« EdellinenJatka »
use not liberty for an occasion to the flesh, but by love serve one another.—This I say then, Walk in the Spirit, and ye shall not fulfil the lust of the flesh. For the flesh lusteth against the spirit, and the spirit against the flesh.-But the fruit of the Spirit is love, joy, peace, long-suffering, gentleness, goodness, faith, meekness, temperance.—And they that are Christ's have crucified the flesh with the affections and lusts. If we live in the Spirit, let us also walk in the Spirit." Such are the evidences and effects (not the causes) of a real Christian faith. Unless a man possess these, he may rest assured that his faith is delusion and that he is yet in his sins; for faith, if it hath not works, is dead, being alone.” The evidence of good works is necessary to establish a claim to faith; for by works we are justified, not indeed in the presence of God, but to the conviction of our own consciences and to the satisfaction of the Christian world.” A bare historical belief, that empty faith, which St. James so justly reprobates, is at once a miserable self-deception and a profane mockery of God. Our Church acts with her usual wisdom in deciding this momentous point, guarding her sons on the one hand against the destructive pride of selfrighteousness, which impiously places human merit in the same throne with the incarnate Jehovah ; and on the other hand against the baneful heresy of antinomianism, which abuses the precious liberty of adoption to the worst species of licentiousness, a licentiousness from principle.
* Gal. v. 13–25. * James ii. 17. * James ii. 24.
Albeit, that good works, which are The Fruits of faith and Follow After justification, cannot put away our sins, and endure the severity of God's judgment; yet are they pleasing and acceptable to God in Christ, and do spring out necessarily of a true and lively faith; insomuch, that by them a lively faith may be as evidently known, as a tree is discerned by the fruit.1
* Article xii.
. /. r ■ . ■ \ ■ \\ ■ . i r .a A iX
■•■■; >.■•.-:il.i'Ut,* ..■;
.■•: ytx h<
VOL. II. 2 E
THE NECESSITY OF A PERFECT DISPENSATION LIKE THE CHRISTIAN, ARGUED FROM THE IMPERFECTION OF THE MOSAICAL DISPENSATION.
Thus have we at length arrived, through the medium of type, prophecy, and practice, at the true connection between the Patriarchal, the Mosaical, and the Christian, dispensations. We have seen that the Law, instead of being destroyed, has been fulfilled; having received the most glorious attestation to its truth, by the completion of its ceremonies, and by the accomplishment of its predictions: we have beheld in the Gospel the exactness of this completion: and we have observed, that Moses and his Institutes were only a shadow of good things to come, preparatory to the manifestation of a greater Prophet and a purer religion.
I. Let us now finally consider the necessity of a perfect dispensation like the Christian, in consequence of the imperfection of the Jewish.
1. The imperfection of the Mosaical dispensation does not consist, in its being inadequate to the. end and design with which it was promulged, but in its being only one part of the grand revelation of God's purpose to save mankind through the blood of the Messiah. In this sense, even Christianity itself, abstracted from Judaism, as it was by the Gnostics and other heretics, may be deemed imperfect. But, if the end alone of Judaism be considered, in that respect it doubtless, as proceeding from God, is perfect; for it certainly answered the design of its promulgation completely and perfectly. Thus, to use the Apostle's figure, a child may be perfect and complete in all his component parts, as a child, though not as a human being; because he has not attained to all the perfection, of which his nature is capable.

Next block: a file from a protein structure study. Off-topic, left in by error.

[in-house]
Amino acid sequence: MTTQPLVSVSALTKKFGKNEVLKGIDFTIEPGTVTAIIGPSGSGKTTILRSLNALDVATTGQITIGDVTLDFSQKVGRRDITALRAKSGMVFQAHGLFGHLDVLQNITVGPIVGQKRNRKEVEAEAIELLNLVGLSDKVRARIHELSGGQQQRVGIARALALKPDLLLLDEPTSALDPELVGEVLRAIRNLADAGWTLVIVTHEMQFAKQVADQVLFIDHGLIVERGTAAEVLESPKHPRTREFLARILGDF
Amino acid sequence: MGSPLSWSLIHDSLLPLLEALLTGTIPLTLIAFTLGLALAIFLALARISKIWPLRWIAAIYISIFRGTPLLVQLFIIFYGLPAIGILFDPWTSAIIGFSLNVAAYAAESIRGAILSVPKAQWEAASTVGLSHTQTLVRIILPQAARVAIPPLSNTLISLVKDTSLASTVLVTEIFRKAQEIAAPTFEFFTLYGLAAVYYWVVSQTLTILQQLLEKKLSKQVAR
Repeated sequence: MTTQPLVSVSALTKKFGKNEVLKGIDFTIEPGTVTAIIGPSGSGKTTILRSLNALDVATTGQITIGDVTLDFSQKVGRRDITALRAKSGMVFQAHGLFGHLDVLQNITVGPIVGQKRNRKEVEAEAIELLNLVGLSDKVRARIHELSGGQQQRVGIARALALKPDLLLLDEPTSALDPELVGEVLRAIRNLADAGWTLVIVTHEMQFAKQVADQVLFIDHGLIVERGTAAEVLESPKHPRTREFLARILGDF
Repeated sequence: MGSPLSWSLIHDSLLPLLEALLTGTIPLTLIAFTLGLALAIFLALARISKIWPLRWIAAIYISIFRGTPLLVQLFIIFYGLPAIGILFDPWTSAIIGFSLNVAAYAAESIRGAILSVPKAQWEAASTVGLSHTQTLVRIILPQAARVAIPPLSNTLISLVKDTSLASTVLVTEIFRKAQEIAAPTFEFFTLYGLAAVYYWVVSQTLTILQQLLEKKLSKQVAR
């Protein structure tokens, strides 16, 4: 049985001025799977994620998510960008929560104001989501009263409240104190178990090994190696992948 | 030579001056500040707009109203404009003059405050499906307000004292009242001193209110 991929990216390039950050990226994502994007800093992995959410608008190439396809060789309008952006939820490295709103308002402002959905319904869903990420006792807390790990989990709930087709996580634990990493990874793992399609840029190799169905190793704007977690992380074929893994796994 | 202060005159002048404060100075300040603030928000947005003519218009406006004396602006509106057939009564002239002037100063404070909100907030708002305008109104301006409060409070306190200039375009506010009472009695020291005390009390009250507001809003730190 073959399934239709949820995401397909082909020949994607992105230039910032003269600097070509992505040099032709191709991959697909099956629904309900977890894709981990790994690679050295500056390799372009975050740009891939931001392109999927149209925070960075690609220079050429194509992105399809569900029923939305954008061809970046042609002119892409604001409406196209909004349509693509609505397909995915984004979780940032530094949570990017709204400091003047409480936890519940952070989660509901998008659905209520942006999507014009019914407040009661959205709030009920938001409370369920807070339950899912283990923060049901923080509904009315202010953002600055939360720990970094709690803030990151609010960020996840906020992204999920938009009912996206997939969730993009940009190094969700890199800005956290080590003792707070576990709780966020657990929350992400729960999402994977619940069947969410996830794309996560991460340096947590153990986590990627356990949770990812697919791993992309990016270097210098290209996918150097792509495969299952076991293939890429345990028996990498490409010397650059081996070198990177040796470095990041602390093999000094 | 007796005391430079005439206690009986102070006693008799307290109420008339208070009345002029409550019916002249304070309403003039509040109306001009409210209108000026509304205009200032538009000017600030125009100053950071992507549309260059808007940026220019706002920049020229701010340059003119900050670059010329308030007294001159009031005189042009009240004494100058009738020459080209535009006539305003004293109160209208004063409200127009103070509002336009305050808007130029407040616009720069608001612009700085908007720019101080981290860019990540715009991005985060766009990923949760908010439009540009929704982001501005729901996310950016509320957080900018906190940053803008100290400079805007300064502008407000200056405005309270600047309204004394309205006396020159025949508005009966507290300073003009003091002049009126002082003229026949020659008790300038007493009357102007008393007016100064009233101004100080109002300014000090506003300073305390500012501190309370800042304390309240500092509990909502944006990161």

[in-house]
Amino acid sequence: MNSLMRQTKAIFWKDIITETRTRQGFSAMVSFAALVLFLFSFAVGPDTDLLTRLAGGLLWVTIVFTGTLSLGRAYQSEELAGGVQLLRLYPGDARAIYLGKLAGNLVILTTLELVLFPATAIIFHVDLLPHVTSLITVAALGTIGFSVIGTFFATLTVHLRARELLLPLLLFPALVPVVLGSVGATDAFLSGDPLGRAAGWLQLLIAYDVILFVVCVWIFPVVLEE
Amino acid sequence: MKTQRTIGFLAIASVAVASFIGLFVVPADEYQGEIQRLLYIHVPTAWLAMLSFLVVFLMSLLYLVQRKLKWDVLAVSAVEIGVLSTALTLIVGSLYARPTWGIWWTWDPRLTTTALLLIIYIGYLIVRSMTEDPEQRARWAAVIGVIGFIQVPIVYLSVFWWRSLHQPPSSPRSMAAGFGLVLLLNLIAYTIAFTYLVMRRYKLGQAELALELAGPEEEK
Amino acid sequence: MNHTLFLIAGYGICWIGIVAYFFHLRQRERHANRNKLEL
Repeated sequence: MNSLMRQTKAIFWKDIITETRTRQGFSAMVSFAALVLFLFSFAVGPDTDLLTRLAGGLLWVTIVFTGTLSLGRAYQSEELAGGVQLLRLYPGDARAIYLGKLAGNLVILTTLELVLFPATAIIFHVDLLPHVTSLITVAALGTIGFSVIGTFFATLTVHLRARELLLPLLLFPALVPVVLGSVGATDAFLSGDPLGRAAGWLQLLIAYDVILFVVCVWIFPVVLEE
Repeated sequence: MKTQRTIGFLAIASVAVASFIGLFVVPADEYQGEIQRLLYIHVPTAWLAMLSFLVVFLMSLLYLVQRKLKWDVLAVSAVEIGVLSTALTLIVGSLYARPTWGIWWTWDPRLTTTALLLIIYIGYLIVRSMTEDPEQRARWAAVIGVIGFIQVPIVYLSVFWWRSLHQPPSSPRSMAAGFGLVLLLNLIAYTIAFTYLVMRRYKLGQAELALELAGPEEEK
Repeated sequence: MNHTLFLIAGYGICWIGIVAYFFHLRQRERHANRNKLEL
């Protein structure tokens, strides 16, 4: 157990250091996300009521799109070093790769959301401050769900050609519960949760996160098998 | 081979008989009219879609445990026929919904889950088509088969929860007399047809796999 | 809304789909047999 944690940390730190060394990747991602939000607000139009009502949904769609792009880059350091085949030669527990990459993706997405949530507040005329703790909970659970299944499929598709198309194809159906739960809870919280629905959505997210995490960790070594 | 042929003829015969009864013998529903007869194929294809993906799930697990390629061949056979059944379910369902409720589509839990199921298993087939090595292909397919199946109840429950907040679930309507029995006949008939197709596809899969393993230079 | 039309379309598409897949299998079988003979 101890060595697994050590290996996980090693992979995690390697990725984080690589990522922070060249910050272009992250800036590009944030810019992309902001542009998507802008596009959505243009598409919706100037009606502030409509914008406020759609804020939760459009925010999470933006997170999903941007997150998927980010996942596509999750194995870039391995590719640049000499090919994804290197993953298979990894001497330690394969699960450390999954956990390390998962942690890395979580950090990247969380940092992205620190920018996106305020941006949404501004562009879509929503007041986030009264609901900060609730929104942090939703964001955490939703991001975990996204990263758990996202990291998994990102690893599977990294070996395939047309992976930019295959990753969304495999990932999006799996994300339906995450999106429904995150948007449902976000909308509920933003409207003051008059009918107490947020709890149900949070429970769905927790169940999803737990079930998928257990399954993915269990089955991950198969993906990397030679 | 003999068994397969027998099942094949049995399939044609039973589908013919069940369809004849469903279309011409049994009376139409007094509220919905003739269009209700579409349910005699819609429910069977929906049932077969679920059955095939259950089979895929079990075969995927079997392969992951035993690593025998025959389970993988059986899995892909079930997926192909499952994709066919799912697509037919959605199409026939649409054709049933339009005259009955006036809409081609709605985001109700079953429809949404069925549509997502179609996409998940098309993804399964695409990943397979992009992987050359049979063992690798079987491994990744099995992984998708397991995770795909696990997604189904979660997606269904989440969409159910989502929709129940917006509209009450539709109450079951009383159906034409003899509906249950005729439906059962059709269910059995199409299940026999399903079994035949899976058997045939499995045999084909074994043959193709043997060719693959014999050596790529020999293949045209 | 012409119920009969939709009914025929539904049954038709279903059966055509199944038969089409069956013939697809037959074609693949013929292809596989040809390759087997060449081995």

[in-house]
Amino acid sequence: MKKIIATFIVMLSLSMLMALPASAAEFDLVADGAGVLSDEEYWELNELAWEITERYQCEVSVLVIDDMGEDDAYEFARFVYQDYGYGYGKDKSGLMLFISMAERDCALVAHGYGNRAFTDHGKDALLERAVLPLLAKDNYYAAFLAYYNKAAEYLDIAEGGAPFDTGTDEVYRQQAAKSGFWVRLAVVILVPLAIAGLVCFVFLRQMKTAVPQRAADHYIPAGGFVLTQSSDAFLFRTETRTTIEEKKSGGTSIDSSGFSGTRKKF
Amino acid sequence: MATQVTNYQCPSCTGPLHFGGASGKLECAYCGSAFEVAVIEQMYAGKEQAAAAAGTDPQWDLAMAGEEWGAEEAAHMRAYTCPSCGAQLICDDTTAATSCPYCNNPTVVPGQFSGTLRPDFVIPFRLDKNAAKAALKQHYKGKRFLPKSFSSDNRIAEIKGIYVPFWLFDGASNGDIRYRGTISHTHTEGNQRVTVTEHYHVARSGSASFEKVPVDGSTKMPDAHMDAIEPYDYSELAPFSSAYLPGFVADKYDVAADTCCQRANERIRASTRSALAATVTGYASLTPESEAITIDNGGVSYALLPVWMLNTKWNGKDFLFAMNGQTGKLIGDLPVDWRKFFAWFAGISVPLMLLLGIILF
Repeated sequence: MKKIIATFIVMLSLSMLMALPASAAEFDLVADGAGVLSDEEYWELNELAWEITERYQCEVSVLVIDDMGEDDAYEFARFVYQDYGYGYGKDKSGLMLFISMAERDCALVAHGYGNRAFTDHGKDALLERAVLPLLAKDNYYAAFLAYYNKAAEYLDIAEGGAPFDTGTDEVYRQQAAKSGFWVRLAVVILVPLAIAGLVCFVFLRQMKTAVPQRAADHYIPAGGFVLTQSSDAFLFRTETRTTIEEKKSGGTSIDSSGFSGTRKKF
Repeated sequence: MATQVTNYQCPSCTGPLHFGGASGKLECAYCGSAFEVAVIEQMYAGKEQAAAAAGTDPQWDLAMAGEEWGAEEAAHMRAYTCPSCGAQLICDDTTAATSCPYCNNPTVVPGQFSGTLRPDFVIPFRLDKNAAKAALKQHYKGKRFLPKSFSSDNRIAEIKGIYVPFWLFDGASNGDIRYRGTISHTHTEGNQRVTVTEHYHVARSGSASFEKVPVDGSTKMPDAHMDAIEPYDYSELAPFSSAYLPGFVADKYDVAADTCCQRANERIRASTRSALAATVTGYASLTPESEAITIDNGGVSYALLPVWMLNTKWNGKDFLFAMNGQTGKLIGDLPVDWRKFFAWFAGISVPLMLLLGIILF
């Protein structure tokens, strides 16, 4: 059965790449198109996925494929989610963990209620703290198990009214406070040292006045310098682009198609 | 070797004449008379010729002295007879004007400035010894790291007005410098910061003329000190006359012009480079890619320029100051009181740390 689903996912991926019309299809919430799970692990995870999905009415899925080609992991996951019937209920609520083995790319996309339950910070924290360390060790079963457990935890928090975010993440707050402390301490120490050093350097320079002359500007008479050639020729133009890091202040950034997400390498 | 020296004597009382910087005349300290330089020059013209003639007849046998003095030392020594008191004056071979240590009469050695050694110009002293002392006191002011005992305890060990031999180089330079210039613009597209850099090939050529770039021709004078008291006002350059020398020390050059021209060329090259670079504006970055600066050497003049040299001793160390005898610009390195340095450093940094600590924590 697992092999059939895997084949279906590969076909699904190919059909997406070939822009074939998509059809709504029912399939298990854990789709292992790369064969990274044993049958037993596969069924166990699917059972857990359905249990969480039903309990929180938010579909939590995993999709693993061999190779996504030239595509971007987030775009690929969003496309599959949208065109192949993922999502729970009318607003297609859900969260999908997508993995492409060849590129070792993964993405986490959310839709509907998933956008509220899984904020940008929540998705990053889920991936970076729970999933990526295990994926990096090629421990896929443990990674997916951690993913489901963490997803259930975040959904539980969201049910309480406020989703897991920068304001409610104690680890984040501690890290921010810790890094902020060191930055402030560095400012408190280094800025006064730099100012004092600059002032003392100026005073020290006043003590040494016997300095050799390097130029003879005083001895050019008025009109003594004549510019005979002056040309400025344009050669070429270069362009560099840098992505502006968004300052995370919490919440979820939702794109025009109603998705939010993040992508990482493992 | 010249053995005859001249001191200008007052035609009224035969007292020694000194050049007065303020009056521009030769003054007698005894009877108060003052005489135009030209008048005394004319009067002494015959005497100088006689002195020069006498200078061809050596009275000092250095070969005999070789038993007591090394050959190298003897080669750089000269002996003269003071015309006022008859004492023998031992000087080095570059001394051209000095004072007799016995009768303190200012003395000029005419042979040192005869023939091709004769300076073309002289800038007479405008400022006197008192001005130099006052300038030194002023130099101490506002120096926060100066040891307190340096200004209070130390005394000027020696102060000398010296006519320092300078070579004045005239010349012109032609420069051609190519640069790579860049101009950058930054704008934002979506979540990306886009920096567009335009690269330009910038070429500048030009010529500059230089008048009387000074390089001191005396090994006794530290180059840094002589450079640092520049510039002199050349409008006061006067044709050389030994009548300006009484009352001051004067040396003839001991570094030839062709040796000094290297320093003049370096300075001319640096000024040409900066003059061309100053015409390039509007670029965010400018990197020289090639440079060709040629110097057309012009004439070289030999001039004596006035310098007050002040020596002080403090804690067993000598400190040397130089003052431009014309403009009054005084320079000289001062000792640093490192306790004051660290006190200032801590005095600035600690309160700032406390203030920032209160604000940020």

2. This dispensation is likewise imperfect in another respect: it is designed only for a small nation, not for the whole world. In fact, a part of its end was to separate the Israelites from the rest of mankind, which it effectually accomplished. Hence many of its ordinances are of such a nature, that they are not calculated for general observation. The Jews, for instance, were commanded to appear personally in Jerusalem at their great festivals; and, if all men had been converted to Judaism, this law would have been equally binding upon them. But it would be impossible for the greater part of mankind to repair to Jerusalem three or four times in the year; for, if this was a necessary part of religion, the lives of half the world would entirely be spent in a wearisome, never-ending, pilgrimage. 3. Lastly, most of the Jewish rites were primarily memorials of their deliverance as a particular people. In this sense, therefore, it would be a manifest absurdity for those persons to observe them, who had never experienced such deliverances, and who were not in the least interested in keeping up the recollection of them. And, if they be taken in their figurative and secondary sense, it would be still more absurd, for men to be bound to an observance of the shadows, when in possession of the substance. II. An universal revelation is necessary for an universal conversion of mankind. Hence, when the time appointed in the secret councils of God arrived, and when the Gentiles were now to be called to the same privileges with the Jews; a dispensation was vouchsafed fully adequate to this important end. Whatever were the imperfections of the ritual Law, their very opposites were the perfections of the Gospel. 1. If the one was burdened with numberless ceremonies, significant indeed yet gendering to bondage; the other requires none but such as are necessary for decency and good order, and blesses us with the enjoyment of a spiritual liberty which we must not suffer to degenerate into licentiousIleSS. 2. If the Mosaical dispensation was confined to one people; the Christian, like the glorious luminary of day, extends its benign influence to all the